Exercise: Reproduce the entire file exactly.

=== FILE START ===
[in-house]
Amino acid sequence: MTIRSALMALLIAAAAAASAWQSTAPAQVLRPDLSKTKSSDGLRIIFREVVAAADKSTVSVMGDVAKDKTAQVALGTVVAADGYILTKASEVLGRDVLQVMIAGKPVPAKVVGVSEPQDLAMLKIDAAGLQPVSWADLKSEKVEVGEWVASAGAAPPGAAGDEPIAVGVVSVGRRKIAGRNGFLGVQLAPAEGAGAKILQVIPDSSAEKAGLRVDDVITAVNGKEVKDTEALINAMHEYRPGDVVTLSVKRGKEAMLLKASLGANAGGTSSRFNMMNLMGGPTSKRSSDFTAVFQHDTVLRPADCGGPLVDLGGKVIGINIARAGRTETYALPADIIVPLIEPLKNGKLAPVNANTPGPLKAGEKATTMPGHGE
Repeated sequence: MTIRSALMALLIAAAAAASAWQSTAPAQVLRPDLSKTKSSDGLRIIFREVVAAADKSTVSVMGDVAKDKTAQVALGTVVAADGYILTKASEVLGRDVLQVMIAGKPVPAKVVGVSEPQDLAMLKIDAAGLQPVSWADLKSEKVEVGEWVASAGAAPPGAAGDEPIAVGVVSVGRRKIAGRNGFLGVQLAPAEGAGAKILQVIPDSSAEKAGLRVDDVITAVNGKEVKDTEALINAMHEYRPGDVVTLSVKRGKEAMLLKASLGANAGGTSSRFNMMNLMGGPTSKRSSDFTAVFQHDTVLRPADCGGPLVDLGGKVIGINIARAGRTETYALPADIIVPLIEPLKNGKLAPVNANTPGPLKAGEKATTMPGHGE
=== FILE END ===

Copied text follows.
[in-house]
Amino acid sequence: MTIRSALMALLIAAAAAASAWQSTAPAQVLRPDLSKTKSSDGLRIIFREVVAAADKSTVSVMGDVAKDKTAQVALGTVVAADGYILTKASEVLGRDVLQVMIAGKPVPAKVVGVSEPQDLAMLKIDAAGLQPVSWADLKSEKVEVGEWVASAGAAPPGAAGDEPIAVGVVSVGRRKIAGRNGFLGVQLAPAEGAGAKILQVIPDSSAEKAGLRVDDVITAVNGKEVKDTEALINAMHEYRPGDVVTLSVKRGKEAMLLKASLGANAGGTSSRFNMMNLMGGPTSKRSSDFTAVFQHDTVLRPADCGGPLVDLGGKVIGINIARAGRTETYALPADIIVPLIEPLKNGKLAPVNANTPGPLKAGEKATTMPGHGE
Repeated sequence: MTIRSALMALLIAAAAAASAWQSTAPAQVLRPDLSKTKSSDGLRIIFREVVAAADKSTVSVMGDVAKDKTAQVALGTVVAADGYILTKASEVLGRDVLQVMIAGKPVPAKVVGVSEPQDLAMLKIDAAGLQPVSWADLKSEKVEVGEWVASAGAAPPGAAGDEPIAVGVVSVGRRKIAGRNGFLGVQLAPAEGAGAKILQVIPDSSAEKAGLRVDDVITAVNGKEVKDTEALINAMHEYRPGDVVTLSVKRGKEAMLLKASLGANAGGTSSRFNMMNLMGGPTSKRSSDFTAVFQHDTVLRPADCGGPLVDLGGKVIGINIARAGRTETYALPADIIVPLIEPLKNGKLAPVNANTPGPLKAGEKATTMPGHGE